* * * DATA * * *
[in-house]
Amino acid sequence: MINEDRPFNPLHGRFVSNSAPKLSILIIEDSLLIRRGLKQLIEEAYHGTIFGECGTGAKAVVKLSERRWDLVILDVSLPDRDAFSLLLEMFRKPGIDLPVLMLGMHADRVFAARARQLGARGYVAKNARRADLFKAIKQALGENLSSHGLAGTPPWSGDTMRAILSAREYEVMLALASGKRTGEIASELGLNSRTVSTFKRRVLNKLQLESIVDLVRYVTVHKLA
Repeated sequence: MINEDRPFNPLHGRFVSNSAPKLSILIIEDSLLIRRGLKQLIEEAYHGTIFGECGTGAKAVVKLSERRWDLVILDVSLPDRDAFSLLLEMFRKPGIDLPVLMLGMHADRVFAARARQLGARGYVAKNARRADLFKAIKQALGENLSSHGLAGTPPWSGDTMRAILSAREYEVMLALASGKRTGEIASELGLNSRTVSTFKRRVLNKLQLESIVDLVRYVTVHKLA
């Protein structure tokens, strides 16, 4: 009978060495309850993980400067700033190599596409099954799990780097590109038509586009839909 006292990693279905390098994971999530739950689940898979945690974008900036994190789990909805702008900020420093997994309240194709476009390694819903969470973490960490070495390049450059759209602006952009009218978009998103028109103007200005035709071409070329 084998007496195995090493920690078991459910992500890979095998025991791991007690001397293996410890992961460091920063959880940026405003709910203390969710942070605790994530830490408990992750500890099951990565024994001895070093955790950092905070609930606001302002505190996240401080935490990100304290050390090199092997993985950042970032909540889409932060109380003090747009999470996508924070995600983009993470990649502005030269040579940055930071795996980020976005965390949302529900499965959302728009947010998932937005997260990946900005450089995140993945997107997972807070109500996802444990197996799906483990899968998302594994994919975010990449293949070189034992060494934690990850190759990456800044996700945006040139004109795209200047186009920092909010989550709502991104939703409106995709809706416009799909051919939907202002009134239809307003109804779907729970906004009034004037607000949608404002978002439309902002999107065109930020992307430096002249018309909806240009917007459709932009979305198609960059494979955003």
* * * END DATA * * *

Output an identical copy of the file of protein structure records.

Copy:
[in-house]
Amino acid sequence: MINEDRPFNPLHGRFVSNSAPKLSILIIEDSLLIRRGLKQLIEEAYHGTIFGECGTGAKAVVKLSERRWDLVILDVSLPDRDAFSLLLEMFRKPGIDLPVLMLGMHADRVFAARARQLGARGYVAKNARRADLFKAIKQALGENLSSHGLAGTPPWSGDTMRAILSAREYEVMLALASGKRTGEIASELGLNSRTVSTFKRRVLNKLQLESIVDLVRYVTVHKLA
Repeated sequence: MINEDRPFNPLHGRFVSNSAPKLSILIIEDSLLIRRGLKQLIEEAYHGTIFGECGTGAKAVVKLSERRWDLVILDVSLPDRDAFSLLLEMFRKPGIDLPVLMLGMHADRVFAARARQLGARGYVAKNARRADLFKAIKQALGENLSSHGLAGTPPWSGDTMRAILSAREYEVMLALASGKRTGEIASELGLNSRTVSTFKRRVLNKLQLESIVDLVRYVTVHKLA
């Protein structure tokens, strides 16, 4: 009978060495309850993980400067700033190599596409099954799990780097590109038509586009839909 006292990693279905390098994971999530739950689940898979945690974008900036994190789990909805702008900020420093997994309240194709476009390694819903969470973490960490070495390049450059759209602006952009009218978009998103028109103007200005035709071409070329 084998007496195995090493920690078991459910992500890979095998025991791991007690001397293996410890992961460091920063959880940026405003709910203390969710942070605790994530830490408990992750500890099951990565024994001895070093955790950092905070609930606001302002505190996240401080935490990100304290050390090199092997993985950042970032909540889409932060109380003090747009999470996508924070995600983009993470990649502005030269040579940055930071795996980020976005965390949302529900499965959302728009947010998932937005997260990946900005450089995140993945997107997972807070109500996802444990197996799906483990899968998302594994994919975010990449293949070189034992060494934690990850190759990456800044996700945006040139004109795209200047186009920092909010989550709502991104939703409106995709809706416009799909051919939907202002009134239809307003109804779907729970906004009034004037607000949608404002978002439309902002999107065109930020992307430096002249018309909806240009917007459709932009979305198609960059494979955003």